Watzke plans to install one 60-by-34-foot screen suspended 45 feet in the air above the lot by March or April 2023 and a second screen within at least two years of the first. Watzke will screen two movies per night using a 4k digital cinema projector with an admission fee of $6 for adults and $3 for children. Kids who are 5 years old or younger enter for free.
The theater will also have an accompanying arcade and a concession stand, which will serve not only the classics like drinks, popcorn and candy, but also burgers, pizza, chicken wings, muffaletts, po-boys, catfish platters and more dishes.
“The idea is to offer up ‘dinner and a movie’ for less than half the price you’d likely pay at a walk-in movie theater,” Watzke says. “At a regular theater you might be looking at $12 tickets for adults and $10 tickets for children, and that’s only for one movie. I want to not only show all the latest new-release movies, but give people a unique experience at an affordable price.”
Overcoming Challenges, ‘Making Memories’
Though the theater Watzke is constructing in Bay St. Louis is his latest project, the entrepreneur has made other efforts in the past to facilitate a resurgence of drive-ins in the South. His first attempt at reopening a drive-in was the Star Theater in Covington, La., in the late 1990s. The effort ultimately proved to be short-lived when the location’s proximity to downtown Covington and a lack of sufficient parking spaces led to poor attendance.
Years later, after moving back to Ocala, Fla., from Bay St. Louis in the wake of Hurricane Katrina, Watzke found himself reminiscing about drive-in theaters while working as a maintenance supervisor for a local condominium. Upon returning home he searched the internet for a list of local drive-ins that had closed over the years and was surprised to discover that one property, the Ocala Drive-in, was still standing, albeit in bad condition. The theater had originally opened in 1948 and closed down in 2007.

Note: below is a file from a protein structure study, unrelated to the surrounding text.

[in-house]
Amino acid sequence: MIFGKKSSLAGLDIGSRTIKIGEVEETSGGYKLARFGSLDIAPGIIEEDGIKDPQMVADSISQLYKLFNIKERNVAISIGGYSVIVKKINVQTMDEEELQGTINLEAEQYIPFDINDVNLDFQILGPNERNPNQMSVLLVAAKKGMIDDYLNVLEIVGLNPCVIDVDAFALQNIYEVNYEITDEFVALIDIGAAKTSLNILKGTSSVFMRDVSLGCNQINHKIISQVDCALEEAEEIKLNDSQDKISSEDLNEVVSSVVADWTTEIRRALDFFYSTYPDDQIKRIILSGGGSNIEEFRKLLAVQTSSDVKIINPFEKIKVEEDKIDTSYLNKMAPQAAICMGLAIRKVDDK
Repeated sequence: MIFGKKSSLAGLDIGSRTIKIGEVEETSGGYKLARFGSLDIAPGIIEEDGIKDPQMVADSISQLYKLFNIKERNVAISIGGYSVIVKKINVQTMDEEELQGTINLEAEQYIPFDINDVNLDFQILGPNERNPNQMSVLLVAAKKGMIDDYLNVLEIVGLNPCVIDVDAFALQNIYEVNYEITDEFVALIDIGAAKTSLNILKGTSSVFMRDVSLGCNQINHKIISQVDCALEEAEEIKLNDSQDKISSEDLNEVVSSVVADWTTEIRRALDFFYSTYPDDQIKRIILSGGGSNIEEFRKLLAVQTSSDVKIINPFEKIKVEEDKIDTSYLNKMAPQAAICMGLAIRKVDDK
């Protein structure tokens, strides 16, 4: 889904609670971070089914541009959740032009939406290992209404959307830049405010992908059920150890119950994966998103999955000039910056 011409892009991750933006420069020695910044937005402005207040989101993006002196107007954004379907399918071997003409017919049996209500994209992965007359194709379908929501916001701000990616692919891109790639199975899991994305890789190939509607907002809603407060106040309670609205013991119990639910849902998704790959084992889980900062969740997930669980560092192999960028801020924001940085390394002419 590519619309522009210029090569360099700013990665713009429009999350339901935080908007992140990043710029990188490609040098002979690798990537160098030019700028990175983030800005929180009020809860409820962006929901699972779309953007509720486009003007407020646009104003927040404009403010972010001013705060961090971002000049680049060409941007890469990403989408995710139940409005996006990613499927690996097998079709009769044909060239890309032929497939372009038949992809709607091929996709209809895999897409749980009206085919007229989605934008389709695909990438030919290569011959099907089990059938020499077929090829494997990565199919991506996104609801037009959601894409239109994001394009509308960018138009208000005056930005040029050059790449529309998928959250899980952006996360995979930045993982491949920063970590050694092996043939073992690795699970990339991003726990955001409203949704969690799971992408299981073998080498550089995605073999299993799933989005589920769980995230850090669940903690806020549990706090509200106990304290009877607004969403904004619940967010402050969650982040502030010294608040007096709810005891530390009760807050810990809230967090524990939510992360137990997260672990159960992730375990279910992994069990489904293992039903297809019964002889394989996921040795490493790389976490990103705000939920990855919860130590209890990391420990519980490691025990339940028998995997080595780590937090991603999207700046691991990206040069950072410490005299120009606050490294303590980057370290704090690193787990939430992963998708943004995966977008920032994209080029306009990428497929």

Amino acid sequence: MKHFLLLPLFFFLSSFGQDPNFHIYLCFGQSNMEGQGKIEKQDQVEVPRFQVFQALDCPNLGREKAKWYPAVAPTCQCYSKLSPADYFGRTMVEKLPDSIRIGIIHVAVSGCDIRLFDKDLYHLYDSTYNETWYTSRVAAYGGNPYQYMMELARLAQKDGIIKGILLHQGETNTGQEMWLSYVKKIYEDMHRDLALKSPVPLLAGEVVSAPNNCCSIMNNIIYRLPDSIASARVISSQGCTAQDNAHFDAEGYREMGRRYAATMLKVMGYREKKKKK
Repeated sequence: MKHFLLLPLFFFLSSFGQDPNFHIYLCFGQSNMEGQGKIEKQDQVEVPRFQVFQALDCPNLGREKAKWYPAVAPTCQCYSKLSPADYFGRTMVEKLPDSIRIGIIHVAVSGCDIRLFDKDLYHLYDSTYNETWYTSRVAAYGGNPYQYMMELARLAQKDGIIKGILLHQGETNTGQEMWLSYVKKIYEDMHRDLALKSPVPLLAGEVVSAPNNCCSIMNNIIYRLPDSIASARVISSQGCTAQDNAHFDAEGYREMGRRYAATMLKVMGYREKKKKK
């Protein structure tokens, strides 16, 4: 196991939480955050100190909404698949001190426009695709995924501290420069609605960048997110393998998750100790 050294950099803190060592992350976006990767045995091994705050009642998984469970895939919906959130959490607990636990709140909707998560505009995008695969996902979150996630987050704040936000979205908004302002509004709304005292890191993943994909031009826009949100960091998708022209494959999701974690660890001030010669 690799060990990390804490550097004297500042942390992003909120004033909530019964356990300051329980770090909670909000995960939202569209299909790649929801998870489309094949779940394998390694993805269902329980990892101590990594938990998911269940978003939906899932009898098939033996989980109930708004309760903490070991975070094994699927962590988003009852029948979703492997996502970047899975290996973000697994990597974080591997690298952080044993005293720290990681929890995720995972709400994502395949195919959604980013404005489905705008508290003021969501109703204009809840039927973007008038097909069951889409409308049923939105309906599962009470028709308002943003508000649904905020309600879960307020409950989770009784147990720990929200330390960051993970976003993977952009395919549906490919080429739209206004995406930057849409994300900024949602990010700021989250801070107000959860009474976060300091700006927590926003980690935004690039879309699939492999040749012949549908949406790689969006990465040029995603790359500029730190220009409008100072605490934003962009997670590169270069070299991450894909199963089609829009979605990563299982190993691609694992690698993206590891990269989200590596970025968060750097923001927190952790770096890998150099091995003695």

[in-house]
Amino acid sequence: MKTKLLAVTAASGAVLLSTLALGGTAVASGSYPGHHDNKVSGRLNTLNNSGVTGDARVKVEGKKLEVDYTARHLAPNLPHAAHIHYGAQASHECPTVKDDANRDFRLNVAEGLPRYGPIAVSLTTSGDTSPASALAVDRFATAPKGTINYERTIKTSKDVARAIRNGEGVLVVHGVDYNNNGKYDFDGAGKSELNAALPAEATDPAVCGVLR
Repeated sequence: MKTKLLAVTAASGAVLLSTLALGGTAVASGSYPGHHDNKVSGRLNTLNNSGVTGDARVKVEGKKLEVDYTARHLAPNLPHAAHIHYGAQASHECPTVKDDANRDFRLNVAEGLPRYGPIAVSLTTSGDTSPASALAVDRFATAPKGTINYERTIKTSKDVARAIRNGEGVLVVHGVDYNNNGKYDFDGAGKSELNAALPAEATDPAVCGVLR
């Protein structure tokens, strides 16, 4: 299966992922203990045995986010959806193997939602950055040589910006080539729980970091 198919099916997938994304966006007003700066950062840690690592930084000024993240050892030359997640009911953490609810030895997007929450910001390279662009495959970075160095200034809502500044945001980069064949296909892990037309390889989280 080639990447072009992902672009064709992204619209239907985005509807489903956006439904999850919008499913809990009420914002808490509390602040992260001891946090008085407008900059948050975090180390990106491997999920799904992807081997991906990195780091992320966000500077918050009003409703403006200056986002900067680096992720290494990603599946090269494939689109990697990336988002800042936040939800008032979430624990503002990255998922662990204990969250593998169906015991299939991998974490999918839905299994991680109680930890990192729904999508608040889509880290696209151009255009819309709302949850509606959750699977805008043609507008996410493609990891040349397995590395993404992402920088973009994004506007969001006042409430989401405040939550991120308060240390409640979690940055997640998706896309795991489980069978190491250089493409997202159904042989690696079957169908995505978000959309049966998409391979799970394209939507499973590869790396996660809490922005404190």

Watzke managed to track down the owner of the property, who was based out of Chicago, and worked out a deal to purchase and renovate the theater. His brother, Charlie Watzke III, assisted with the renovation efforts, and together the brothers managed to reopen the theater in July 2011.
The Ocala has since met success, especially in the wake of the COVID-19 pandemic, which brought on an increased interest in drive-ins as a socially distanced moviegoing option. Watzke says that in the first days of the Ocala reopening, his clientele largely consisted of older people coming in for nostalgia’s sake with their grandchildren in tow, but now he regularly sees entire families driving in from as far as two hours outside of Ocala.
Watzke’s time with the Ocala theater taught him a number of lessons about successfully running a drive-in that are applicable to his upcoming Bay St. Louis venture, including how to tackle obstacles such as inclement weather, mosquitoes and fire ants, and ongoing concerns about the COVID-19 pandemic.
One strategy he is carrying over to his new Bay St. Louis theater helped him circumvent the challenge that came from moviegoers attempting to bring their own food into the drive-in. Due to the low ticket prices Watzke offers for two films per night, ticket sales make up only about 20% of his revenue at the Ocala. Visitors not purchasing food from the concession stand posed a tremendous financial risk, and Watzke spent a great deal of time thinking up how to address it while also providing his customer base with a cost-effective service.
As a solution, Watzke began requiring guests to purchase a food voucher for the concession stand alongside their tickets, with single guests required to purchase a $5 voucher and groups required to purchase a $10 voucher.
“Even with the voucher, you’re still paying way less than you would be for buying enough tickets for two separate movies at a walk-in theater, plus what they charge for concessions,” Watzke says. “Of course, I’m confident our extensive menu will have visitors coming back for more even after they’ve used their vouchers.”
Ultimately, Watzke’s goal is to bring affordable entertainment to Bay St. Louis. He says that he hopes his theaters will leave behind a legacy of providing families and groups of friends with a chance to make lifelong memories together.
“If you ask anyone from my generation about a movie they saw at a drive-in, I can almost guarantee they can tell you not only the movie they saw, but where they saw it, what vehicle they were in and who they were with,” Watzke says.
“A drive-in movie is something that you do for the sake of a unique experience, of making a memory rather than just going to an overpriced movie. It’s like a family outing or a tailgate party. I’ve always been passionate about drive-ins, and honestly it’s something you need to have passion for.”